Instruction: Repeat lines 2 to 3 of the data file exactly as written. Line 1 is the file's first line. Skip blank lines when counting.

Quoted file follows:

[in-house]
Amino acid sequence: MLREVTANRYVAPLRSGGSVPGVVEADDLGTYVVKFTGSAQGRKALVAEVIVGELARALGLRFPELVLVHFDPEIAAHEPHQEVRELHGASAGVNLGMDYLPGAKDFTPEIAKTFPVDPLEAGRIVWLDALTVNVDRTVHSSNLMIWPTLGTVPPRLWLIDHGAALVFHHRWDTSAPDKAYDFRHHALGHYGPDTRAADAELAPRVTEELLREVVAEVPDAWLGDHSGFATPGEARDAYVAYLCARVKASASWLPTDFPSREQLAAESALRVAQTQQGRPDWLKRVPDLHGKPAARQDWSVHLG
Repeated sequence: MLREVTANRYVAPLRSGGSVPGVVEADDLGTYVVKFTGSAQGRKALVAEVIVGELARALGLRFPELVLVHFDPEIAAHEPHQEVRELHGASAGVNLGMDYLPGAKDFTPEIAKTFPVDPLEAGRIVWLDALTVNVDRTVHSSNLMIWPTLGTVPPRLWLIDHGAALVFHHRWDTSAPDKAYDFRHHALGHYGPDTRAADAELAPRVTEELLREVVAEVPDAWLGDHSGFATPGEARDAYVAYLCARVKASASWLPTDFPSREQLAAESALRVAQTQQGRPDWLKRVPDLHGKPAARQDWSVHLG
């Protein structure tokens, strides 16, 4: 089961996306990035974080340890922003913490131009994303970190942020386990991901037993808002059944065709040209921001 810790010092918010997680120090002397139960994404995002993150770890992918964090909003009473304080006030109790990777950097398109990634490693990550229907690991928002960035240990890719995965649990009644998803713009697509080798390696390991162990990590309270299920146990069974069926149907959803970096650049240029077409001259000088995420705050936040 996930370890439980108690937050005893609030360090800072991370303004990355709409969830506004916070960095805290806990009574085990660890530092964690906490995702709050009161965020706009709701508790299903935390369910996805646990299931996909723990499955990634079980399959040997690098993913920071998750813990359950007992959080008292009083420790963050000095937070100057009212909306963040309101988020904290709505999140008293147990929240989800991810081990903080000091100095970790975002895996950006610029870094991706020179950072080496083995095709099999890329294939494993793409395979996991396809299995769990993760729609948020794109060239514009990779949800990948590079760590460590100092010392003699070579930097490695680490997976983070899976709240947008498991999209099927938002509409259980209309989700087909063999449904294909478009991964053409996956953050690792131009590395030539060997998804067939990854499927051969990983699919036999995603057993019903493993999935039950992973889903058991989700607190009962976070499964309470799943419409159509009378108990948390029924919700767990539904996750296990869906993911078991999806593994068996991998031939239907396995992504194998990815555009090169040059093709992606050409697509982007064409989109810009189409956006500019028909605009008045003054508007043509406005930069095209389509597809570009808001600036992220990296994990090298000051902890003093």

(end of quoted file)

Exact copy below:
Amino acid sequence: MLREVTANRYVAPLRSGGSVPGVVEADDLGTYVVKFTGSAQGRKALVAEVIVGELARALGLRFPELVLVHFDPEIAAHEPHQEVRELHGASAGVNLGMDYLPGAKDFTPEIAKTFPVDPLEAGRIVWLDALTVNVDRTVHSSNLMIWPTLGTVPPRLWLIDHGAALVFHHRWDTSAPDKAYDFRHHALGHYGPDTRAADAELAPRVTEELLREVVAEVPDAWLGDHSGFATPGEARDAYVAYLCARVKASASWLPTDFPSREQLAAESALRVAQTQQGRPDWLKRVPDLHGKPAARQDWSVHLG
Repeated sequence: MLREVTANRYVAPLRSGGSVPGVVEADDLGTYVVKFTGSAQGRKALVAEVIVGELARALGLRFPELVLVHFDPEIAAHEPHQEVRELHGASAGVNLGMDYLPGAKDFTPEIAKTFPVDPLEAGRIVWLDALTVNVDRTVHSSNLMIWPTLGTVPPRLWLIDHGAALVFHHRWDTSAPDKAYDFRHHALGHYGPDTRAADAELAPRVTEELLREVVAEVPDAWLGDHSGFATPGEARDAYVAYLCARVKASASWLPTDFPSREQLAAESALRVAQTQQGRPDWLKRVPDLHGKPAARQDWSVHLG